An in-Depth Look at Amniotic Fluid Embolism
Published: 03 March 2021
Published: 03 March 2021
Amniotic fluid embolism (AFE) is a rare, potentially fatal, acute and unexpected birth complication that can affect both the mother and fetus. AFE occurs when amniotic fluid enters the maternal circulatory system and causes an allergic-like reaction (AFE Foundation 2018).
Defined as a two-phase response, AFE is characterised initially by rapid respiratory failure that can then progress to cardiac arrest. The second phase is the haemorrhagic phase where the mother experiences profuse bleeding at the wound site (usually the site of placental attachment or caesarean incision). Disseminated intravascular coagulopathy (DIC) (also known as consumptive coagulopathy) then develops, which prevents blood clotting. DIC requires urgent transfusions of blood and blood products (AFE Foundation 2018).
AFE typically presents during labour, or around the time of delivery. Warning signs include a sudden onset of dyspnoea and hypotension, which are often followed by cardiovascular collapse and respiratory arrest. AFE has also been known to occur on rare occasions during first and second-trimester abortions, as late as 48 hours postpartum and following amniocentesis or uterine trauma.
AFE usually develops rapidly with early warning signs that could include:
This may then lead to more serious symptoms including:
(AFE Foundation 2018)
According to Kaur et al. (2016), four specific criteria must be present to make the diagnosis of AFE. These are:
Diagnosis of AFE is usually made in the absence of other causes. In other words, it is a diagnosis of exclusion made only when all other possible clinical explanations for the symptoms have been ruled out(AFE Foundation 2018).
AFE was originally diagnosed only on post-mortem based on the presence of fetal material found in the vasculature of the lungs, but this is no longer considered a valid diagnostic method (AFE Foundation 2018).
Although there is still a great deal of uncertainty about the risk factors related to AFE, international studies suggest that cases may be linked to the induction of labour and maternal age.
Placenta praevia and placental abruption also appear to increase the risk 3 to 10-fold (Payne 2015). Data from the UK also suggests there may be an increased risk of AFE in older women of an ethnic minority. There is also a possible link between postnatal AFE and caesarean delivery.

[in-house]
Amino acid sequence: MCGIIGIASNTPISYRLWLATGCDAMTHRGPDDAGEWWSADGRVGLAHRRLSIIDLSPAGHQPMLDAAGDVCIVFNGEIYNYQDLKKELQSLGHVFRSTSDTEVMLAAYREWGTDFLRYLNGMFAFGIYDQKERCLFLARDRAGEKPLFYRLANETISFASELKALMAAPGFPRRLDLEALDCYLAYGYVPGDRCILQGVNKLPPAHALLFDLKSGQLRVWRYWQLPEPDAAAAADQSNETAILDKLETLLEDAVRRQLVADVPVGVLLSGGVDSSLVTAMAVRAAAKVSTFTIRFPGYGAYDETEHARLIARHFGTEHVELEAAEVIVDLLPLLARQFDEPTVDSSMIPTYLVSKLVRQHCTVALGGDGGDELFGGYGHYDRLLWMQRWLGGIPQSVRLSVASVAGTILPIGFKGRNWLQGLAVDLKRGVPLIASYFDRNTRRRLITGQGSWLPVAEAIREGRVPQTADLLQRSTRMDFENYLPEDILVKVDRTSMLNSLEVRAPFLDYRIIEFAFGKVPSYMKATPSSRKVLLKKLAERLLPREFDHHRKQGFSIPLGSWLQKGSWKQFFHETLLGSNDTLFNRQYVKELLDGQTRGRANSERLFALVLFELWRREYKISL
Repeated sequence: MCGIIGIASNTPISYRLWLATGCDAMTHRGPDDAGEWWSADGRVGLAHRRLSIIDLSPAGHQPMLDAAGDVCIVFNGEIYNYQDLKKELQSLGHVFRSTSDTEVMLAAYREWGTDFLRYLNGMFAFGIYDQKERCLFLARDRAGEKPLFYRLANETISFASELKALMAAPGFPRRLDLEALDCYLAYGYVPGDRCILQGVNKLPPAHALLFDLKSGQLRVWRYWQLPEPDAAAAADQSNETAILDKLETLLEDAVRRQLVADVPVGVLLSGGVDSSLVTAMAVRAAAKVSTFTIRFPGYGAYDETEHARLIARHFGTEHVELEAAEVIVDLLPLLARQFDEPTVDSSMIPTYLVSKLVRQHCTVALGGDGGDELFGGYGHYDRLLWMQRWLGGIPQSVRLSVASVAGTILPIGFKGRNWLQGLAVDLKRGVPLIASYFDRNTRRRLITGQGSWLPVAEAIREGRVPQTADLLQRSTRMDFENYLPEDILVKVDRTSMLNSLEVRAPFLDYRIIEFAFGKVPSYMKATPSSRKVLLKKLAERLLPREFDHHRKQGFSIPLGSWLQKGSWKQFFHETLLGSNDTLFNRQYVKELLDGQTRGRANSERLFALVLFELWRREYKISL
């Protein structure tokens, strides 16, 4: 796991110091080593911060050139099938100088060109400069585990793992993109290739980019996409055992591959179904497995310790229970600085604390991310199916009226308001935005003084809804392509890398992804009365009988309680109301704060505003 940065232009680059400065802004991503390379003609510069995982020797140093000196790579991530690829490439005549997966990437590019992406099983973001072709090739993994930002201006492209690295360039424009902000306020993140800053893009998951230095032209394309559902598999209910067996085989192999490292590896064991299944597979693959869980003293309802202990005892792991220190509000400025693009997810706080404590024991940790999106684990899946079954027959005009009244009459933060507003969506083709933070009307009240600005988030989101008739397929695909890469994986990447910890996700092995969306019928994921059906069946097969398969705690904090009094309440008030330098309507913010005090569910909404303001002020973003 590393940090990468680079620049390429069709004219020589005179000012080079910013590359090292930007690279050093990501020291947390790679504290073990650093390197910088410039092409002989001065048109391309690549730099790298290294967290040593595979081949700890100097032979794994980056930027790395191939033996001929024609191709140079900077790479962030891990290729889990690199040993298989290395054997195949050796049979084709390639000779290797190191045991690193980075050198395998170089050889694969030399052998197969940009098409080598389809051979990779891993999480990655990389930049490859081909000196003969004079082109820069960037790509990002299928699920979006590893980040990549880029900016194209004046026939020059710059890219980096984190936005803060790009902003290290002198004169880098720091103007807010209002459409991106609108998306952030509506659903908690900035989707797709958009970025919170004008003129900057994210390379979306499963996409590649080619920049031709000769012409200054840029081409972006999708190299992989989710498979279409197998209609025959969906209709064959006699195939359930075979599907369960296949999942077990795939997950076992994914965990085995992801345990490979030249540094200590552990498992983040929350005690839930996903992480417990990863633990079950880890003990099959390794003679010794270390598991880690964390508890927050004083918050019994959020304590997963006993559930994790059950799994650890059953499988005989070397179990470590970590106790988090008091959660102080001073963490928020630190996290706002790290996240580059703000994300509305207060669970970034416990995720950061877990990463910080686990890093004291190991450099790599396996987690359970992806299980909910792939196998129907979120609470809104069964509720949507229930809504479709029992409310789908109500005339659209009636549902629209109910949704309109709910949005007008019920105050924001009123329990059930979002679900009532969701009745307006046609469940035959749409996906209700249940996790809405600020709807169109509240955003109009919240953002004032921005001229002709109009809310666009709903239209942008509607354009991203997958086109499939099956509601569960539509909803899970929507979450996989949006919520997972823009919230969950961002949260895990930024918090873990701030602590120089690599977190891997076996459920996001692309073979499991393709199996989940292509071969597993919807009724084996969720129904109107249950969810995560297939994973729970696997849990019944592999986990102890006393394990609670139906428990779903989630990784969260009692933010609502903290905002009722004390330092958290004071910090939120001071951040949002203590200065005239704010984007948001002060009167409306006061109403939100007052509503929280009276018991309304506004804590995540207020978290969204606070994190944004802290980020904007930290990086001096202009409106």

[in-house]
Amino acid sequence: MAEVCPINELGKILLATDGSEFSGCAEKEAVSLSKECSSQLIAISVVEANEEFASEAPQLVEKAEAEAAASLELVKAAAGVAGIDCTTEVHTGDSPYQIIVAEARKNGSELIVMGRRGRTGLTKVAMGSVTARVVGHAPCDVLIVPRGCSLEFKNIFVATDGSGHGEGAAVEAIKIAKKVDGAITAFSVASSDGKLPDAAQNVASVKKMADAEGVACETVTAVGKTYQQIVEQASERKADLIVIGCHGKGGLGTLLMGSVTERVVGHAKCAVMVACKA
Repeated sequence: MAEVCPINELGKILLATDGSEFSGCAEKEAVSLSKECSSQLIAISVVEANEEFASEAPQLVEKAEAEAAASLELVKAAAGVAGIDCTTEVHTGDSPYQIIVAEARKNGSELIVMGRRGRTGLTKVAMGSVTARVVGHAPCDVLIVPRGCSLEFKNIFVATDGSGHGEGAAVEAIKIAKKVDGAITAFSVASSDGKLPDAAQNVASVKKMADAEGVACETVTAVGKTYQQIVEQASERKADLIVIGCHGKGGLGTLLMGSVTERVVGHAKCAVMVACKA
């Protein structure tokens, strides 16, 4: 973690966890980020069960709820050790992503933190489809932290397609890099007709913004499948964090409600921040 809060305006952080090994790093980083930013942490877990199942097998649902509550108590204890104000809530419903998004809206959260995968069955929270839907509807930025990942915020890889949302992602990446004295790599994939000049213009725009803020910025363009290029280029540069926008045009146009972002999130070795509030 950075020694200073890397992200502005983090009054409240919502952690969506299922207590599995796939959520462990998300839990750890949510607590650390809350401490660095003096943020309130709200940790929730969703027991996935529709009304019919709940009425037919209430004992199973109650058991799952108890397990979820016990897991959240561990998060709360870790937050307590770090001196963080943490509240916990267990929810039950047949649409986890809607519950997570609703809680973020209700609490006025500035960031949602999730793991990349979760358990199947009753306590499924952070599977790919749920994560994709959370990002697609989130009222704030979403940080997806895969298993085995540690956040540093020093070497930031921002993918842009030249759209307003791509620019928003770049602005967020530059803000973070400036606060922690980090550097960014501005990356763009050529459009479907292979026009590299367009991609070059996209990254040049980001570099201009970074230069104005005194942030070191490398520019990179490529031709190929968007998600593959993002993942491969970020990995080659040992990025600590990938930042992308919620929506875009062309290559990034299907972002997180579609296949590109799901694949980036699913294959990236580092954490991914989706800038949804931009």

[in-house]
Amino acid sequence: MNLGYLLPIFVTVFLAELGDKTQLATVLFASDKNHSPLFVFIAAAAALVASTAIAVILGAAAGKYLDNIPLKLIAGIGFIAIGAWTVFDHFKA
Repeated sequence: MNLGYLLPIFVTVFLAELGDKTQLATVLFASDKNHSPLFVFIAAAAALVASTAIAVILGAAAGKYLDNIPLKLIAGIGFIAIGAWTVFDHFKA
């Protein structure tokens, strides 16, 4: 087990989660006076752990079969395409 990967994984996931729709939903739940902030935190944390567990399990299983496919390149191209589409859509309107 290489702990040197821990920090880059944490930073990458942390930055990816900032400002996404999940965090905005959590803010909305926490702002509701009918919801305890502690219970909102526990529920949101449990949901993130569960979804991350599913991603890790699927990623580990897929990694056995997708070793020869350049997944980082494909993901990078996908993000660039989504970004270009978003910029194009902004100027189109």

Kaur et al. (2016) note that AFE is considered both unpredictable and unpreventable with an unknown cause, which makes risk assessment an almost impossible task. It can occur in healthy patients during labour, during caesarean section, after abnormal vaginal delivery or even during the second trimester of pregnancy (Kaur et al. 2016).
Risk factors include:
(Kaur et al. 2016)
Given that AFE cannot be prevented or reversed, treatment of the mother is entirely supportive, focusing on managing individual symptoms as they occur (AFE Foundation 2018).
The initial goal of treatment is to correct hypoxaemia and hypotension so that ischaemic consequences of collapse can be avoided. Multiple blood, plasma and platelet transfusions are usually given, and as a last resort, an emergency hysterectomy may be required to stop the source of the bleeding. In most cases, prompt delivery is indicated to prevent fetal asphyxia and improve neonatal outcome when AFE occurs before birth.
Even though the diagnosis of AFE may be confused with other causes of collapse, effective resuscitation based on the ABCs of adult life support remains the fundamental treatment regardless of the cause (Payne 2015).
Despite the severity of this condition, survival after AFE has improved significantly in recent years due to early recognition of the syndrome along with prompt and early resuscitation.
Previous records suggest that 50% of patients die within the first hour of developing AFE and about two-thirds within five hours of the event, with a high incidence of severe and permanent neurological damage among survivors (Kaur et al. 2016).
Payne (2015) offers slightly more optimistic statistics, suggesting that among those who survive, 25% die within the first hour and most of the remainder within nine hours after presentation. Today, although mortality rates have declined, morbidity remains high with most patients having a poor prognosis.
According to Clark (2010), AFE is 'an enigmatic, but devastating obstetrical condition associated with significant maternal and newborn morbidity and mortality'. Although the true incidence of AFE is unknown due to inaccurate diagnosis and inconsistent reporting of nonfatal cases, it is still considered to be the fifth leading cause of direct maternal mortality in both the UK and Australia (Payne 2015).
Roberts et al. (2010) report on a mortality rate of 0.33 per 100,000 pregnancies and a maternal fatality rate of 35%. Knight et al. (2010) suggest there is a slightly lower incidence in the UK, with an estimated incidence of 2.0 cases per 100,000 deliveries and an estimated fatality rate of 20%.
Either way, maternal mortality due to AFE remains high, and patients who do survive often experience significant morbidity due to cerebral hypoxia (Plymouth NHS Trust 2020).
Although AFE cannot be prevented, early diagnosis and intervention may lead to better outcomes for both the mother and the fetus. Balinger (2015) speaks about an evolving array of novel biomarkers that may help differentiate AFE from other conditions, but none of them currently provide enough early warning to make any real-time impact on diagnosis or treatment.
Even so, as the Amniotic Fluid Embolism Foundation (2018) note, it’s also the case that many labouring women have amniotic fluid or fetal debris enter into their circulatory system and don’t suffer a catastrophic response.
As tragic as this condition is, it remains, for the most part, a mystery that can be neither predicted nor prevented.